Jaw Dropping Video, 1972: Dr. Thomas F. Freeman Reflects on His Time at Rice University

In that weird, almost but not quite aimless way of things on the internet, last night I ran across a wonderful web site I’d never heard of before, the Texas Archive of the Moving Image. I was originally sucked in by a Facebook post that linked to a very short, silent and spooky clip of a man walking in Galveston in the aftermath of the Great Storm. But once I was there I was hooked. Within five minutes I found this riveting half-hour long home movie, shot in 1972 as silent, but now accompanied by a 2012 audio interview with Dr. Freeman about his time at Rice. Freeman, the legendary debate coach at TSU, was one of the earliest black teachers here. He himself isn’t sure if he was the first or second and, frankly, neither am I. (It might not even be possible to figure that out.) I am sure that he is an accomplished, interesting and admirable man.

The video itself is a wonder.  There’s not much of a plot and it gets a little wobbly in spots but it takes us on a pretty thorough tour of the entire campus as well as the streets immediately adjacent. For whatever reason I wasn’t able to embed it here, but here’s the link. I spent a couple of hours pouring over it and I learned a lot.


I can’t resist noting that at 8:44 we see the same lamp post I was talking about yesterday and it now has proper headgear. (Also, it does seem to have the wrong, rounded bottom that I originally talked about here.) BUT when he gets over to the gym, you can see lamp posts with globe tops like the one in the 1962 picture from yesterday.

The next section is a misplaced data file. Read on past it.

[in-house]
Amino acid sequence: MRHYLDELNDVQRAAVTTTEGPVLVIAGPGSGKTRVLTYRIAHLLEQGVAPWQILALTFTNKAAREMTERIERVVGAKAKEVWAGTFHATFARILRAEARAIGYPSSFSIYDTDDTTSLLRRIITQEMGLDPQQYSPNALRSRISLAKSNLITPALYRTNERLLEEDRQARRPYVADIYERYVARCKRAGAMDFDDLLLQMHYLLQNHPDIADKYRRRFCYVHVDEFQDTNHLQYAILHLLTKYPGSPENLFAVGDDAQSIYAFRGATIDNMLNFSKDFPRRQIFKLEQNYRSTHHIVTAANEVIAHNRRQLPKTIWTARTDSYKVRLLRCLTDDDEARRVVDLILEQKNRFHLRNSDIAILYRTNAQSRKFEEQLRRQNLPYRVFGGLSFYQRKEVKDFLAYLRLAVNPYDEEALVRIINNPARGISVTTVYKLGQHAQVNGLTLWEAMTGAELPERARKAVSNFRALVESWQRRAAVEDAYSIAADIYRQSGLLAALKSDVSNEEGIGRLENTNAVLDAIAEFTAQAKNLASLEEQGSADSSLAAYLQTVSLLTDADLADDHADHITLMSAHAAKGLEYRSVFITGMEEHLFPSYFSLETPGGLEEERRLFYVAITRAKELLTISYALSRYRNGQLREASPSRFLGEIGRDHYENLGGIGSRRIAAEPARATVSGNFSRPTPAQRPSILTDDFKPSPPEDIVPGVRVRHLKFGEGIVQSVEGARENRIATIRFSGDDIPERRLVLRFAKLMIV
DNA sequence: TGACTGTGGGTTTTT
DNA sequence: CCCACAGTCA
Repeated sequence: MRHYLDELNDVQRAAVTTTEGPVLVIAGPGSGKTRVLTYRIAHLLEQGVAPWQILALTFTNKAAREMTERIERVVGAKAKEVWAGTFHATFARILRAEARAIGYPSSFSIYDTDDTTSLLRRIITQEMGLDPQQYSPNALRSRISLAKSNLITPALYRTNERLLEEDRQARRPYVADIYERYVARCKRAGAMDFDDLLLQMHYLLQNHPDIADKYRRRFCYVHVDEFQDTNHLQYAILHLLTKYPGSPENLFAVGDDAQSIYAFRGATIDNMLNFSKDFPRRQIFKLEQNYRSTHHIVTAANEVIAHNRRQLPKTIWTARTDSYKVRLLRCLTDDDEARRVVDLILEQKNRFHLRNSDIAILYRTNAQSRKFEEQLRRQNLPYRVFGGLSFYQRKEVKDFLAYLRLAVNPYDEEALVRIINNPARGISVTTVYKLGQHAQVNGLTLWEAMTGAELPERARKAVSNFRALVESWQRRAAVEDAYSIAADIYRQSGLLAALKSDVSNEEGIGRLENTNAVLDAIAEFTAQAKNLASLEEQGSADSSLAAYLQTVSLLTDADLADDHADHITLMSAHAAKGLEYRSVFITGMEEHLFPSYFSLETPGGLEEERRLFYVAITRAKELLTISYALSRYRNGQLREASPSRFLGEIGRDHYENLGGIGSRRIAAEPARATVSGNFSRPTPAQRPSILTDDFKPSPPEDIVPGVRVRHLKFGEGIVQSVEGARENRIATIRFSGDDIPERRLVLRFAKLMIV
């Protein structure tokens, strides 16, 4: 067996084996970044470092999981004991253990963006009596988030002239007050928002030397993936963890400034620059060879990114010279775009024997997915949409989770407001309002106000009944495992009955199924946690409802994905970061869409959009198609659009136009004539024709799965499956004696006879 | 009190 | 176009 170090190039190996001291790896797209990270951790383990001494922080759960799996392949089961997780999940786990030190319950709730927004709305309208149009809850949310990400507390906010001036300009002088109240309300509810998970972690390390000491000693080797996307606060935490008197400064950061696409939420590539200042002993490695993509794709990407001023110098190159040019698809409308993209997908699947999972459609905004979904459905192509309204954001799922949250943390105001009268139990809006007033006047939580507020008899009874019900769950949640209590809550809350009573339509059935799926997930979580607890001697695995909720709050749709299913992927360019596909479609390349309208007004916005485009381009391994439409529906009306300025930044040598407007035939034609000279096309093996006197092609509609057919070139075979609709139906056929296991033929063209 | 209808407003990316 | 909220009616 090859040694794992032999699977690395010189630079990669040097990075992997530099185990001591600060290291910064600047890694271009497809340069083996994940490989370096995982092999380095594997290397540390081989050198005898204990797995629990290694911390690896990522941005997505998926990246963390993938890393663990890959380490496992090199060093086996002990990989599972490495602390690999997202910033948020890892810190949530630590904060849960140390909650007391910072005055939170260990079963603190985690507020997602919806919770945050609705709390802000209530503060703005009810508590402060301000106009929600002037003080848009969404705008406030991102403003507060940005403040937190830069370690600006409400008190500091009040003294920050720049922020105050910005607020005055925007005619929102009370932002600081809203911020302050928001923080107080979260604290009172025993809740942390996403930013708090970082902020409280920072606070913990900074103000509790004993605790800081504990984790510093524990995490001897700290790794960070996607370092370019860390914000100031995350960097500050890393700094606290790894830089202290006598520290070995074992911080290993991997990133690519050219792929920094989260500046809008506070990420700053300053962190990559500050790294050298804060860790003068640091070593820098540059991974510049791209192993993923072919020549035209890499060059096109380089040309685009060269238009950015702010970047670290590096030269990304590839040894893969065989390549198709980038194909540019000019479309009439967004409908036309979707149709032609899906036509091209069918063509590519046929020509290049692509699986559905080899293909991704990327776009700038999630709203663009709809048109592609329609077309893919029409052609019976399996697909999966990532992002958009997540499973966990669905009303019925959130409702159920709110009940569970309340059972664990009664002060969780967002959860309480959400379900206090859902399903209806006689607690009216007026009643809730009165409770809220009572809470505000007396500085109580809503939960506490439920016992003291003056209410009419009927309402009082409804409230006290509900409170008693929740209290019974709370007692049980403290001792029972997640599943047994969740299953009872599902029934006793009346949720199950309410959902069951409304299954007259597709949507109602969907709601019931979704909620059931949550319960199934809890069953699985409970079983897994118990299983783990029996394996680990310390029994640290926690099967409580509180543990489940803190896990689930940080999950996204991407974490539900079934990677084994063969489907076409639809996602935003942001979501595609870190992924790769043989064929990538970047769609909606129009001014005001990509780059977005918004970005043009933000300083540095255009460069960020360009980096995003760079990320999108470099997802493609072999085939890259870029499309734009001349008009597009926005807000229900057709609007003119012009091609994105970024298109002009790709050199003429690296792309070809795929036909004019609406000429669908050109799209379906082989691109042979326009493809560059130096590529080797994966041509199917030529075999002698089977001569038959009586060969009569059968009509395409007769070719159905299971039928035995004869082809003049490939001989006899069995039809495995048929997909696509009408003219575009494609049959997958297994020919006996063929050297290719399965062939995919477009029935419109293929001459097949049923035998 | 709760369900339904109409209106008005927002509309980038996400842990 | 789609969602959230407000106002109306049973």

Bonus: Here’s a screen shot to induce you to click on the link to the video. It’s too good to miss and the site also has a  couple of shorter clips of Dr. Freeman teaching at Rice that are well worth your time if this is the kind of thing you’re interested in .

Screen Shot 2014-09-11 at 9.58.31 AM


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12 Responses to Jaw Dropping Video, 1972: Dr. Thomas F. Freeman Reflects on His Time at Rice University

  1. C Kelly says:

    TAMI is a fantastic endeavor. I’ve got 100+ cans of 16 and 8 mm film I want them to digitize. It’s all local (Fort Bend County) footage, which qualifies for free digitization. The only qualification is they want unedited copies to save in their archive and post on their Web site. I encourage anyone with Texas-oriented film (which they are inclined to share in a public archive) to contribute to this cause.

    Just my $.02.

  2. Cool site and film. This was the time when I was a freshman. It is interesting to think that Dr. Freeman and I were getting to know the campus at about the same time, coming to the same place from very different backgrounds and points of view.

  3. Oh, in case you missed it, your favorite lamppost appears again at 13:28

  4. effegee says:

    Weren’t the original “German high-hats” gas lamps? I vaguely remember that some of the lamps in the older parts of campus, like to quad, were gas in the late ’60s/early ’70s. Perhaps the Anderson “turban” was an early test of electricity?

  5. Buddy Chuoke says:

    Dr. Freeman brought up the name of Dr. Niels Nielsen, chair of the Religious Studies department in the early 1970’s. Anyone know how his career ended? Was it at Rice? The two semesters of intro religious studies taught by Nielsen made a most profound and lasting impact on my life.

  6. Keith Cooper says:

    On the lamps, … FEG is correct; the German High Hats were gas lamps. At some point, late 70’s or early 80’s, they were converted to electricity.

    While the streetlamps were, almost exclusively German High Hats, the lamps on walkways were not standardized. I have the impression that the current standard was adopted under the leadership of VPFA Curry and Mr. Bill Mack (then head of Facilities & Engineering), sometime prior to 1995. I served on some committee that looked at illumination on campus in the 1995 to 1997 time frame; at that point, the current standard was in place and accepted.

  7. Andy Arenson says:

    I’m struck by how little the campus changed between this video and when I arrived in 88.

  8. Pingback: Thomas Freeman, RIP – Billie's Back Porch

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